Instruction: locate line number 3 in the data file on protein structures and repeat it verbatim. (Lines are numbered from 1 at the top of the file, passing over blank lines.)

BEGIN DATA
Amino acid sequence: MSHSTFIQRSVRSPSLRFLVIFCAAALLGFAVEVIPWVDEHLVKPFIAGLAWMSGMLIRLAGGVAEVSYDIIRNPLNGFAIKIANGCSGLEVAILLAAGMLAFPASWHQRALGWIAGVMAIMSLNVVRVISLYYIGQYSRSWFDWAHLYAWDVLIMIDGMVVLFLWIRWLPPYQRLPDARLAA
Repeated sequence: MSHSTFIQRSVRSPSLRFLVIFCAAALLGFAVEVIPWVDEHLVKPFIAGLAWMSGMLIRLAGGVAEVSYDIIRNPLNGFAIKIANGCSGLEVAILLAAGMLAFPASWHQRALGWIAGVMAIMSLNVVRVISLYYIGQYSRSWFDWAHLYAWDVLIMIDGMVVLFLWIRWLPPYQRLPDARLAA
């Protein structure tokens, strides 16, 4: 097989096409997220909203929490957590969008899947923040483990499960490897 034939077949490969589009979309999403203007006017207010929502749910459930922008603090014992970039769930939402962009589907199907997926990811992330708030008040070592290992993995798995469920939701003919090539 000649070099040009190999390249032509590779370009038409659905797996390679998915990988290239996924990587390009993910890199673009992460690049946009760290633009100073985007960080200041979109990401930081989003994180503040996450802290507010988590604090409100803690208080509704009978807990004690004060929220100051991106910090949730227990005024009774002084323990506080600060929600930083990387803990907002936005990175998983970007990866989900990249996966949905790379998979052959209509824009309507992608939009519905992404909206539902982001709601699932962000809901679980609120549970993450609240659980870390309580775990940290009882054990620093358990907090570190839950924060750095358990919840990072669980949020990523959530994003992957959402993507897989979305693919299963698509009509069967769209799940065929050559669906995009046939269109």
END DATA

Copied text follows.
């Protein structure tokens, strides 16, 4: 097989096409997220909203929490957590969008899947923040483990499960490897 034939077949490969589009979309999403203007006017207010929502749910459930922008603090014992970039769930939402962009589907199907997926990811992330708030008040070592290992993995798995469920939701003919090539 000649070099040009190999390249032509590779370009038409659905797996390679998915990988290239996924990587390009993910890199673009992460690049946009760290633009100073985007960080200041979109990401930081989003994180503040996450802290507010988590604090409100803690208080509704009978807990004690004060929220100051991106910090949730227990005024009774002084323990506080600060929600930083990387803990907002936005990175998983970007990866989900990249996966949905790379998979052959209509824009309507992608939009519905992404909206539902982001709601699932962000809901679980609120549970993450609240659980870390309580775990940290009882054990620093358990907090570190839950924060750095358990919840990072669980949020990523959530994003992957959402993507897989979305693919299963698509009509069967769209799940065929050559669906995009046939269109």